Feds Favor Widespread WiFi; Wireless Industry Fights Plan

The Federal Communications Commission (FCC) would like to create free public 'super' WiFi networks across the nation, reports Cecilia Kang. The $178 billion wireless industry is fighting the initiative.

A proposal by the FCC to require local television stations and other broadcasters to "sell a chunk of airwaves to the government" for use as public WiFi networks could be a boon to cities, the poor, and technological innovation. The network, which consumers could use "to make calls or surf the Internet without paying a cellphone bill every month," is being fought by companies such as AT&T, T-Mobile, Verizon Wireless, Intel and Qualcomm.

"The airwaves that FCC officials want to hand over to the public would be much more powerful than existing WiFi networks that have become common in households," explains Kang. "They could penetrate thick concrete walls and travel over hills and around trees. If all goes as planned, free access to the Web would be available in just about every metropolitan area and in many rural areas."

According to Kang, the wireless industry lobbying effort in opposition to the plan "has been countered by an equally intense campaign from Google, Microsoft and other tech giants who say a free-for-all WiFi service would spark an explosion of innovations and devices that would benefit most Americans, especially the poor."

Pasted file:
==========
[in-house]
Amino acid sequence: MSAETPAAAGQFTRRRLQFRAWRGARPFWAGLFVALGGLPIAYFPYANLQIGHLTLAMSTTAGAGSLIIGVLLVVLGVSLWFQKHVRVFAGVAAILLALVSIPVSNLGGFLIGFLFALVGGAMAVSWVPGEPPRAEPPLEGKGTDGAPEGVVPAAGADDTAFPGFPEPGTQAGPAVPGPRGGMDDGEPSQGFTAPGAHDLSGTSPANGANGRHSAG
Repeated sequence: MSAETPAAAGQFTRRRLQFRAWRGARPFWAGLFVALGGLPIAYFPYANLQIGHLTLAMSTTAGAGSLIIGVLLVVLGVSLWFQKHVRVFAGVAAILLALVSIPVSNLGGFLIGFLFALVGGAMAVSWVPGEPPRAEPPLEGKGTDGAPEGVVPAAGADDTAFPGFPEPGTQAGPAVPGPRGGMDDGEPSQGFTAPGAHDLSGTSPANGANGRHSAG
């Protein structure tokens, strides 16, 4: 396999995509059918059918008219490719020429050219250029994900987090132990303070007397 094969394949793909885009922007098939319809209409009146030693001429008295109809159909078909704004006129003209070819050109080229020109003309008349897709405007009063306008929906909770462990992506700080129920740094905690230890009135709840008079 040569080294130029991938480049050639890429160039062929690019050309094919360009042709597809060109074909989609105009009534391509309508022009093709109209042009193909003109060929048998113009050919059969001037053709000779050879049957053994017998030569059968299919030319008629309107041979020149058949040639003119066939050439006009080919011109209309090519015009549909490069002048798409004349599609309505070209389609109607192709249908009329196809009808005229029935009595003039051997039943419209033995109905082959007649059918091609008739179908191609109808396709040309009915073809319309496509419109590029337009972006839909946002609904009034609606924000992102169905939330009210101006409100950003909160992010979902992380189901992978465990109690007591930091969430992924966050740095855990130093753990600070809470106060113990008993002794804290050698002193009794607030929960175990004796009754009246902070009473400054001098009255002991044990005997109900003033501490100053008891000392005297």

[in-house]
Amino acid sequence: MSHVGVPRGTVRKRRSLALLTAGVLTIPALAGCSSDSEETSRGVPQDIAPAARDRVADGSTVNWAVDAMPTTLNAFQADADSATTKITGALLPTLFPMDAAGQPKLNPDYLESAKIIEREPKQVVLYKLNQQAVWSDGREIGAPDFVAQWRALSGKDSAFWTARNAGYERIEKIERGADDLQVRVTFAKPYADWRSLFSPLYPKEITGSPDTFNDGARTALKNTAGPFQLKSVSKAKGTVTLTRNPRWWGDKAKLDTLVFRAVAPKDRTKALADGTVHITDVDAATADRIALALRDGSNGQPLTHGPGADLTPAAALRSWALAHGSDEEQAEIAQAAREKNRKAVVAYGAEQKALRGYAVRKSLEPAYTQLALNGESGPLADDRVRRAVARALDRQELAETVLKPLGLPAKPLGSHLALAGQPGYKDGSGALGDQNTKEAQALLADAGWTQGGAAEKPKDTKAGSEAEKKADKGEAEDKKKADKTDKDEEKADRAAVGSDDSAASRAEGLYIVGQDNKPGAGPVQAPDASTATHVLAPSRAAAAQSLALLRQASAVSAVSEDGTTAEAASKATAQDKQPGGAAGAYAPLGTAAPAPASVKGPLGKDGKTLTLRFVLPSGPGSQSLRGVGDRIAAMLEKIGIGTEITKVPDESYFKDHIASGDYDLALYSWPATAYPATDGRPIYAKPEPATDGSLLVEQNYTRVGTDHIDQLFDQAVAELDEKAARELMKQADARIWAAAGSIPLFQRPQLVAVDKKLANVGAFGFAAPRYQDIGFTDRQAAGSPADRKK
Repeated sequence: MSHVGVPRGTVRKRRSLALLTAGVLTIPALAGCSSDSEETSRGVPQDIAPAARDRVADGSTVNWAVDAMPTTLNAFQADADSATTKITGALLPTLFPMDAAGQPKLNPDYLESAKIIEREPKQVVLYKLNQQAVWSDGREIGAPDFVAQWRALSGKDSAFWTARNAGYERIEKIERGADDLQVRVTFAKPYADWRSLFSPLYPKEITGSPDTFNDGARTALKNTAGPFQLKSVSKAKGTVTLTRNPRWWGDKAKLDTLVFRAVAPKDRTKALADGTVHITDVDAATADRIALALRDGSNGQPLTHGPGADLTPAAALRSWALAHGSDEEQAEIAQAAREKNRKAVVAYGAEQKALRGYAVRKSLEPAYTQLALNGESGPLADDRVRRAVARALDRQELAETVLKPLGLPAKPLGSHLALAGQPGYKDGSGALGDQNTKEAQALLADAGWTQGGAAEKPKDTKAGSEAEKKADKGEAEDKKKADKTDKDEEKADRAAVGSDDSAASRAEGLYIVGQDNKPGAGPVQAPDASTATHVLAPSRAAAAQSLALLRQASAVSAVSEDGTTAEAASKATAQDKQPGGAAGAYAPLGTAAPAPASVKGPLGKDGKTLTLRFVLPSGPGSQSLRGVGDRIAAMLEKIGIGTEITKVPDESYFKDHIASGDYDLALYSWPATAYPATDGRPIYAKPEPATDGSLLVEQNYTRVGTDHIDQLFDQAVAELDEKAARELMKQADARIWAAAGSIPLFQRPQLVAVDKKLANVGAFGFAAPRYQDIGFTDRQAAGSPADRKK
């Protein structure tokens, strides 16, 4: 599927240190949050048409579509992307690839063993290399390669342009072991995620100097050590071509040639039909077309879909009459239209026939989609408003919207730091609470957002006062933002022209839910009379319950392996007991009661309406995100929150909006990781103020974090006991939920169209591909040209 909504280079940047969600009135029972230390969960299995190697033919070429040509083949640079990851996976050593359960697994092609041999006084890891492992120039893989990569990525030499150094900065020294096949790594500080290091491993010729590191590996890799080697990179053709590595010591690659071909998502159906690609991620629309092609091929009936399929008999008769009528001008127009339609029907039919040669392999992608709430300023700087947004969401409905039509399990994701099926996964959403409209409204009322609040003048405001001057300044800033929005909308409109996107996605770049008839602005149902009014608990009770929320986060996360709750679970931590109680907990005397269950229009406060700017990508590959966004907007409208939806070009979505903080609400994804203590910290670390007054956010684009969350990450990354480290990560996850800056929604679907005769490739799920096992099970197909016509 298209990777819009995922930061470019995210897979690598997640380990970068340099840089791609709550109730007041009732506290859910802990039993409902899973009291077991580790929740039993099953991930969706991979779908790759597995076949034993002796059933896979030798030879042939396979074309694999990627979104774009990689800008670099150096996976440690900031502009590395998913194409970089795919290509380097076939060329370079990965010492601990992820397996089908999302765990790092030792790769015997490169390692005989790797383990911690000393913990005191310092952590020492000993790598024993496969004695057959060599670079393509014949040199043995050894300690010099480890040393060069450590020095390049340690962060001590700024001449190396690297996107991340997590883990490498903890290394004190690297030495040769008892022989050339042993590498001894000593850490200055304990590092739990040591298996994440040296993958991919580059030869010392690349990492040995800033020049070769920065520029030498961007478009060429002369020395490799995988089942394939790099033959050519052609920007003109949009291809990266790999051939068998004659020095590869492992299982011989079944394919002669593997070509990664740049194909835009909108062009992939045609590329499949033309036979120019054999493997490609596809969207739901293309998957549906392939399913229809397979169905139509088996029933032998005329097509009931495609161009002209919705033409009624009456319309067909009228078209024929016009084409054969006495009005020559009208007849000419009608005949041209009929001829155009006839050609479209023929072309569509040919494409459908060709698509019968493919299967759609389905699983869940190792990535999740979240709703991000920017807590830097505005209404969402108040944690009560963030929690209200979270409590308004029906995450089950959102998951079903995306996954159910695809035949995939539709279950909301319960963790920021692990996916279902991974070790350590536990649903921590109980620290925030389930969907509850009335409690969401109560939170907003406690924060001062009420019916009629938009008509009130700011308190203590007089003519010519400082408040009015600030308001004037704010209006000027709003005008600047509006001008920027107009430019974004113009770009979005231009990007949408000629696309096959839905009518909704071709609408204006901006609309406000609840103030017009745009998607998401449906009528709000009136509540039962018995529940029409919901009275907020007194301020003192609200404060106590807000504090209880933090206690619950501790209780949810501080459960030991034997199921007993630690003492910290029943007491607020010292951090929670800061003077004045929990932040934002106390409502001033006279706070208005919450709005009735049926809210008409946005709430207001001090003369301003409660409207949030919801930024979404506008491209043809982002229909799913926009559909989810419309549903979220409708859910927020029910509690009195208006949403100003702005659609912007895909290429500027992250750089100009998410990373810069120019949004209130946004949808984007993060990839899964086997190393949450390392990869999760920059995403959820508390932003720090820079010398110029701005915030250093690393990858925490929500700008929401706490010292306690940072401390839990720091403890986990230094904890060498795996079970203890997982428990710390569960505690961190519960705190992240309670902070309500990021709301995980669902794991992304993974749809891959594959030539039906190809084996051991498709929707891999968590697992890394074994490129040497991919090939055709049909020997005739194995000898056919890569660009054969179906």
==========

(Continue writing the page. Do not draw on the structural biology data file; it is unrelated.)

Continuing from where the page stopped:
Full Story: Tech, telecom giants take sides as FCC proposes large public WiFi networks

Comments

Prepare for the AICP Exam

Join the thousands of students who have utilized the Planetizen AICP* Exam Preparation Class to prepare for the American Planning Association's AICP* exam.
Starting at $199
Planetizen Courses image ad

Planetizen Courses

Advance your career with subscription-based online courses tailored to the urban planning professional.
Starting at $14.95 a month

City Coasters

Hand-drawn engraved maps of your favorite neighborhoods are divided up across 4 coasters making each one unique.
$36.00
Book cover of Where Things Are from Near to Far

Where Things Are From Near to Far

This engaging children's book about planning illustrates that "every building has its place."
$19.95